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dc.contributor.advisorClaunch, Kyle D.
dc.contributor.authorFloriani, Wagner Canfield
dc.date.accessioned2022-01-04T19:13:00Z
dc.date.available2022-01-04T19:13:00Z
dc.date.issued2021-11-27
dc.identifier.urihttps://hdl.handle.net/10392/6691
dc.description.abstractIn the classical Christian tradition, personhood is a concept employed to distinguish the members in the Trinity while simultaneously affirming their oneness of being. Yet, this is a term applied to both human beings and God. At minimum a person is a being that exists in defined relations. However, being, essence, or nature, necessarily qualify one’s personhood, and should be explained congruently. This preserves creature and Creator distinctions as this anthropological and trinitarian loci intersects. This project aims to explore the classical arguments that employed personhood language to explain the Trinity and seeks to carefully expand the concept’s application to human beings. It will contend that personhood be first understood in reference to God’s nature, and secondly to man in reference to his created nature. Lastly, this project will demonstrate that an alternative application of personhood conflates the relationship between person and being. It will conclude that this error impoverishes a definition of God or men as unique persons and diminishes the significance of the two-natured person of Christ.en_US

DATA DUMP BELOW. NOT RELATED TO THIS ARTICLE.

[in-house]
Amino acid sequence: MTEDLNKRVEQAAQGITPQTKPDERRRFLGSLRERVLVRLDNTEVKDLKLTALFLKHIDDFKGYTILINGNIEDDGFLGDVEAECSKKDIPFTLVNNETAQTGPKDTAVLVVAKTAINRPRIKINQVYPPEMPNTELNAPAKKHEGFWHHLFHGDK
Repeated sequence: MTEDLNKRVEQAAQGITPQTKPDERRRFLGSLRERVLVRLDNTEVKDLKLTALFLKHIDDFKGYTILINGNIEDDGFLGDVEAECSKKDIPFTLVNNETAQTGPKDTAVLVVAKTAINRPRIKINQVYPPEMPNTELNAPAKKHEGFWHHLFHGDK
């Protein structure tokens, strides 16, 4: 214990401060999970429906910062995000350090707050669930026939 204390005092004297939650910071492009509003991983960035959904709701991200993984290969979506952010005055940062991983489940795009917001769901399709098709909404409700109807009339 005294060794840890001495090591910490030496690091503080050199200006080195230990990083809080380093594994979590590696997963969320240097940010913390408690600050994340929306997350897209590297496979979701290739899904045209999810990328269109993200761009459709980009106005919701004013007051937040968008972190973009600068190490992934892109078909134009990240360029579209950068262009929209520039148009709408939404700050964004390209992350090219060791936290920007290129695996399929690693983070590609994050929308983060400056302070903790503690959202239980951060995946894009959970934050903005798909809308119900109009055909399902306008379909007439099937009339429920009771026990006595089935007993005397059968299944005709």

dc.subjectAugustineen_US
dc.subjectBasilen_US
dc.subjectEssenceen_US
dc.subjectGreat Traditionen_US
dc.subjectPersonhooden_US
dc.subjectTrinitarianismen_US
dc.titlePersons According to Essenceen_US
dc.typeElectronic thesisen_US
dc.typeText
dc.type.qualificationnameTh.M.en_US
dc.publisher.institutionSouthern Baptist Theological Seminaryen_US
dc.publisher.departmentSchool of Theology


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